Rosie Wilby is a funny lady. That is clear from the very beginning. She hits you with fast-paced observational comedy, mixed with a very healthy whack of quirkiness.
The title of the show is regularly referenced and there are some wickedly cutting jokes and wonderful takes on sexuality, same-sex marriage and general human behaviour in relationships. Of course this is a stand-up comedy show and not a heated dispute, so the question remains unanswered, but we are led a very merry journey through pondering it. From minute number one you are drawn straight in and, together, you’re off!
However, the brakes were constantly applied via the medium of props. A flip-board with sketches on that were often no more than a one-off reference point and on a couple of occasions too small to clearly see from beyond the first two or three rows. It was both a distraction and a shame. Some statistical percentages on the board, at one point, raised a titter, but then Rosie returned to her patter and we were laughing with gusto. In short, Rosie is funny, her flip-board not so much.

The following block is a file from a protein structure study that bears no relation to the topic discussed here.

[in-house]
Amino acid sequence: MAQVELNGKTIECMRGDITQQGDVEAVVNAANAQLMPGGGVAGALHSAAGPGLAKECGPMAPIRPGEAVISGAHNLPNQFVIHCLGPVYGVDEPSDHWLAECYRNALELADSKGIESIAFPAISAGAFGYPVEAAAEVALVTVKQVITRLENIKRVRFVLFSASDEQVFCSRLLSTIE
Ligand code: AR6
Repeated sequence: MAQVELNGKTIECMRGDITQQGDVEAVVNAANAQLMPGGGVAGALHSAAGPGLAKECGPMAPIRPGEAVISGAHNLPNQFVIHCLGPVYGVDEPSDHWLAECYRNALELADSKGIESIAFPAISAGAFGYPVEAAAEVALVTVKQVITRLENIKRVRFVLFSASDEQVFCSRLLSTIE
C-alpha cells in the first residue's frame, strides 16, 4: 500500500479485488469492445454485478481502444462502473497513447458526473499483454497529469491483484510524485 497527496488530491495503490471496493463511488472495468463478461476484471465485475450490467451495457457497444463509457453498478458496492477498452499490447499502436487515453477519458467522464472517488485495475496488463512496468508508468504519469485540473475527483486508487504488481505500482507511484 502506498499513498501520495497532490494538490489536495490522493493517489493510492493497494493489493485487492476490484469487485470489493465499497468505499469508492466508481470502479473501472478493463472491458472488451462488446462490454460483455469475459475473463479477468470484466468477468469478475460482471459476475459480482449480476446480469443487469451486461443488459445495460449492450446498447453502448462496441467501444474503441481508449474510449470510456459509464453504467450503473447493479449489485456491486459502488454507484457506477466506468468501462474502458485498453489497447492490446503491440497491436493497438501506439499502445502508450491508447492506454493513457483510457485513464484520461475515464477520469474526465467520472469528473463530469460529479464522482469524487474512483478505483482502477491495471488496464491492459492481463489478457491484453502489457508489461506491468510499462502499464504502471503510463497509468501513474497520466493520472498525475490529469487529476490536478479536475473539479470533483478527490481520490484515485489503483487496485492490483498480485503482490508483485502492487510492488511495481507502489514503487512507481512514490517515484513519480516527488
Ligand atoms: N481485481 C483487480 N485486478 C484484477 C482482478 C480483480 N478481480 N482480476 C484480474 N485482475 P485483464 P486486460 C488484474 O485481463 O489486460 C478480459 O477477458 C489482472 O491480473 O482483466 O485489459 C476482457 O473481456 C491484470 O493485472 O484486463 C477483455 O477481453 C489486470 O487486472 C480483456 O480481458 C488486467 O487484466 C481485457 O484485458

As well as this over-sized sketchpad, there was a megaphone that was needlessly and extremely briefly used and a packet of Corn Flakes for illustrating a foreseeable cereal/serial gag (the packet was on display throughout) and for the feeding of a solitary flake.
Rosie’s delivery, away from the distractions, is fantastic. Her personable whimsy is so amiable and has the audience just where she wants them, on the edge of their seats, hanging on her words for the next twist to her tales and takes on life. There is no doubt she has a brilliant and natural comedy mind and future – things for Rosie will be just fine – she simply needs to be confident of that and be the one and only focus we have on the stage.
What should have been the audience participation to end the night on a high was again based heavily around the flip-board. One audience member at the back had to call out, “what’s the question?” (that was written on the board) and sadly a show that began with great verve and promise ended with a feeling of wanting more – but more of Rosie, a very funny comedian with a microphone, and nothing else.